Sacred Games by Vikram Chandra

Monday, December 8, 2008

I am back. It was a long journey but well worth the effort. This trip was in the metaphysical sense though real none the less. Vikram's dense novel leads the reader through the underworld of Mumbai, weaving an intricate tale of gang lords and detectives. I was introduced to this novel by Rampini's account of modern India that I had read over the summer. Sadly, this fictional work took on a whole new meaning as half way through reading it, the tragic real life terrorist attacks occurred.

Rampini described how Chandra lived among Mumbai's gangsters for several months to put together the material for this book. It shows. The depth of the story and the characters is wonderful. This book further confirmed to me the important role fiction plays in our learning. A well-written tale is able to provide a certain type of shading on a certain subject that non-fiction is not capable of doing. I thoroughly recommend this novel to anyone interested in crime, mob bosses, India or all three. It will entertain you while opening the door into many cultural nuances of the Indian culture.


Nels Abrams December 17, 2008 at 4:07 PM  

Wow, living with Mumbai gangsters for your book is dedication to your craft. Seems like you are interested in India. There is a new film out, Slumdog Millionaire, with very authentic cinematography of the country.

You soaking up the Obama good-will vibes in Germany? I read he has an approval rating of like 99% over there. It must be nice to be out of the country and have people stoked about our political leadership.

Volks January 5, 2009 at 12:15 PM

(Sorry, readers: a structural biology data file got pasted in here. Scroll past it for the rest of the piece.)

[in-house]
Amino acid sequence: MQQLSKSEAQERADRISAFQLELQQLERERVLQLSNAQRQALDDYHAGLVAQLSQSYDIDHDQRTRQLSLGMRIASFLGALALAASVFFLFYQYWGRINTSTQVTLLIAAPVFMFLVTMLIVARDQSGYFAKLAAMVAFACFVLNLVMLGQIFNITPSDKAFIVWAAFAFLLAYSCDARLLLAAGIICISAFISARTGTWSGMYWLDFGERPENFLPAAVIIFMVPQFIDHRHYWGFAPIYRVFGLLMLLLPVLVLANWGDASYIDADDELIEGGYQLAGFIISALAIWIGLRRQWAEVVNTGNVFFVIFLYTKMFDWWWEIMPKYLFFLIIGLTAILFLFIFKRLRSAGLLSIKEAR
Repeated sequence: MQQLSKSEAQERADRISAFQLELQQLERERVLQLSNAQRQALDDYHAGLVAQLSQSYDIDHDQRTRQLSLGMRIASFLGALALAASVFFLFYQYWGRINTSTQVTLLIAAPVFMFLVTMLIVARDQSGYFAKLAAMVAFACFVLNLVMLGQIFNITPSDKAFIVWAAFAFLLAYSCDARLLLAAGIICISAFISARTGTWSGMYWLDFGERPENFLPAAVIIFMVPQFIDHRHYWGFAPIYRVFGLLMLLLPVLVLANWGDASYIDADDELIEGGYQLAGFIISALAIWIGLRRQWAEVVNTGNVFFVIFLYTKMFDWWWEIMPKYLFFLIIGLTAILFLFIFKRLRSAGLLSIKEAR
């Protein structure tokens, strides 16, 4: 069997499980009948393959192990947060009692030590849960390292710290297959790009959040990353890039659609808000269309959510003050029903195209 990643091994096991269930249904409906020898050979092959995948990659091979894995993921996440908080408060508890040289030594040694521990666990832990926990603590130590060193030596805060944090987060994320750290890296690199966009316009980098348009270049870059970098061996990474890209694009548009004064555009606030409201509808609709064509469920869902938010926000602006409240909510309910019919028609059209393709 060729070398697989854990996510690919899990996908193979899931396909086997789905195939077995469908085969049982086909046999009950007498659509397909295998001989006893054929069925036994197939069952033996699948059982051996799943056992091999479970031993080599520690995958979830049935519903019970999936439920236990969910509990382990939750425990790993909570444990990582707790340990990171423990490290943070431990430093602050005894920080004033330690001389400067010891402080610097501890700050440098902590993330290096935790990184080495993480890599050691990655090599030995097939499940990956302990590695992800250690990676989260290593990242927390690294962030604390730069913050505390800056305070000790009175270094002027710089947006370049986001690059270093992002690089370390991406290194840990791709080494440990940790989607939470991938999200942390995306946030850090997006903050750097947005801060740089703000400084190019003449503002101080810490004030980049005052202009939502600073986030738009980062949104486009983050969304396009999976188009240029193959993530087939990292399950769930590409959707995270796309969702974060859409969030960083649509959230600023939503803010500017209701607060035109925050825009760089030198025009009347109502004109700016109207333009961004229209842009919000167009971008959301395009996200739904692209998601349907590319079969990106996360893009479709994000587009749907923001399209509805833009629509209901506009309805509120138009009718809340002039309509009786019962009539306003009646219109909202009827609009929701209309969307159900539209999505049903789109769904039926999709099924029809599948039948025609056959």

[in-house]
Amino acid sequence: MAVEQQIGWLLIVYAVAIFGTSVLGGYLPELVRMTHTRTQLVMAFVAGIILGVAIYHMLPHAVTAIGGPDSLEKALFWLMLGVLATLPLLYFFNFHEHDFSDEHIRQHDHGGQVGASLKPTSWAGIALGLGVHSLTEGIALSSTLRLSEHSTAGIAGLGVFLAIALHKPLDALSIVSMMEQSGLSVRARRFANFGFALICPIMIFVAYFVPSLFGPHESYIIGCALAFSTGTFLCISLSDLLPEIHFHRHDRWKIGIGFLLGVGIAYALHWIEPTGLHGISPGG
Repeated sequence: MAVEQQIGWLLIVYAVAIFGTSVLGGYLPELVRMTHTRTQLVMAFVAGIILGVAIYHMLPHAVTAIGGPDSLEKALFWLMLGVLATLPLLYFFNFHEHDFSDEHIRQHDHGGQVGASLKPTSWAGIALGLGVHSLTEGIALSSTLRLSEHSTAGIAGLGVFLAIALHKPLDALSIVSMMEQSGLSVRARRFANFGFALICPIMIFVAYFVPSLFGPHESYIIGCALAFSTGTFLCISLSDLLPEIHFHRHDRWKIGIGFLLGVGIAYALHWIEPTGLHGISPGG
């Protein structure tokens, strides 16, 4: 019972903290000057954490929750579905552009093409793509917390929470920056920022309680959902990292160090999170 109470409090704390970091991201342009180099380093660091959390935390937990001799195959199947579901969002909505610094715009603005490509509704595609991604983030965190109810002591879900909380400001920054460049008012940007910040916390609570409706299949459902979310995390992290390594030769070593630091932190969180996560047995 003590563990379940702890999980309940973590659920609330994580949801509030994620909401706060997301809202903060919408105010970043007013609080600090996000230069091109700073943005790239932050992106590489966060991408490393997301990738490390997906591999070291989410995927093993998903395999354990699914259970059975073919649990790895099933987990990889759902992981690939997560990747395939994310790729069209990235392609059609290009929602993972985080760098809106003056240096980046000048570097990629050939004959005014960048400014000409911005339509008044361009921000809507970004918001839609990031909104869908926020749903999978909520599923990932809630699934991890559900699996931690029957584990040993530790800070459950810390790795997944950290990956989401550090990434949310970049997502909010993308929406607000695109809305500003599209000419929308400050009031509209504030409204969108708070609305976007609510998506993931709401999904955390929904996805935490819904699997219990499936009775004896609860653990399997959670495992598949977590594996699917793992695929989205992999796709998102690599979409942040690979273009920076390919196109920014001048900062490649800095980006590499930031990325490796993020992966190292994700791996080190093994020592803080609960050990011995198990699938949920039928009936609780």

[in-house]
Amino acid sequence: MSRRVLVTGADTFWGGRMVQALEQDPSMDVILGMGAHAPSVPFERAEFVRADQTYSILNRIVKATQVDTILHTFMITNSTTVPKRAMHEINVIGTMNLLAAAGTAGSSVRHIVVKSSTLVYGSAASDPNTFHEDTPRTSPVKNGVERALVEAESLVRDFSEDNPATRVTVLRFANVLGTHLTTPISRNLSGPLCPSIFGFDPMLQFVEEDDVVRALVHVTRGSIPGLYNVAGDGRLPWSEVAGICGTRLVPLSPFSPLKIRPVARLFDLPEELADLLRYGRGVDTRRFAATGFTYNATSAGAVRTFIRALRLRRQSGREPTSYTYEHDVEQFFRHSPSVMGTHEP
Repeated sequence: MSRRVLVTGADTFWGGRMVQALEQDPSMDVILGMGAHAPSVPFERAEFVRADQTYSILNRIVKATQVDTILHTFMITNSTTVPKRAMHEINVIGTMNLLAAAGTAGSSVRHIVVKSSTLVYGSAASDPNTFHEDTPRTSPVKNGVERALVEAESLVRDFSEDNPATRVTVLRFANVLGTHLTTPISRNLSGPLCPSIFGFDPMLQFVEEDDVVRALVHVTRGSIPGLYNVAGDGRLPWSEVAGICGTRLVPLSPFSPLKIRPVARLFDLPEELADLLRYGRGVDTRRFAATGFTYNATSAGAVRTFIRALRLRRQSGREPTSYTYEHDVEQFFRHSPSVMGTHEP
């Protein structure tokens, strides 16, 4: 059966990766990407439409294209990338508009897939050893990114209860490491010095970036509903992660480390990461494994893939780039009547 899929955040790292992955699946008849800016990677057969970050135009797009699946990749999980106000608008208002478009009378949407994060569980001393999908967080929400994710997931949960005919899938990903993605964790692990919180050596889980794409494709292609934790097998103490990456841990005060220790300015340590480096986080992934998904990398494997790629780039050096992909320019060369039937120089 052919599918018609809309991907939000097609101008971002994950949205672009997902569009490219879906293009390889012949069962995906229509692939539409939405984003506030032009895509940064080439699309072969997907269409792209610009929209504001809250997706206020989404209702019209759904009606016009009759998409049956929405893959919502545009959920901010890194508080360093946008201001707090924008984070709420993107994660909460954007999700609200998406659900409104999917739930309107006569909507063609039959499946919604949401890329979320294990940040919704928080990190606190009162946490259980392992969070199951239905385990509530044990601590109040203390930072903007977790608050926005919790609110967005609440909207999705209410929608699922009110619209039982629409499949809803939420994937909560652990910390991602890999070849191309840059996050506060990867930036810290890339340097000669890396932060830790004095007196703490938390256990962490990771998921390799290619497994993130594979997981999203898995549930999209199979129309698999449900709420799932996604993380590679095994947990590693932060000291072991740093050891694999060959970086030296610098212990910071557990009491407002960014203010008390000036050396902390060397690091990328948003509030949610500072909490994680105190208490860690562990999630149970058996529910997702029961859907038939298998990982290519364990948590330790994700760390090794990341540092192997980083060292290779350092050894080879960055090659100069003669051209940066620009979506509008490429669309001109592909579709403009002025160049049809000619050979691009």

Tye, if you liked the Mumbai Gangster story you should definitly get "Shantaram'by Gregory David Roberts, Australian convict who fled to Mumbai to live in the slum and make it to the criminal world, autobiographic and just great. When I was in India I read it and it helped me understand more about India.

Major.srikanth June 13, 2009 at 3:17 AM  

hey tye... true the book has good depth and being an indian i could relate to most of the charecters and the way react to the various situations. as for knowing more about india the best was is to hitch your way from end to the other. there is a saying that whatever you say about india will definetely correct and also absolutely wrong...

Suhail June 19, 2009 at 5:22 PM  

I've been looking for a good book to read concerning the corruption on the streets of India. Slumdog Millionaire just didn't cut it for me. This book looks like it should satisfy my need to vicariously live through unique characters in the backdrop of India. I'm glad I stumbled upon your blog and saw India under the Categories. My curiosity paid off this time. I'll be picking it up on the way home.

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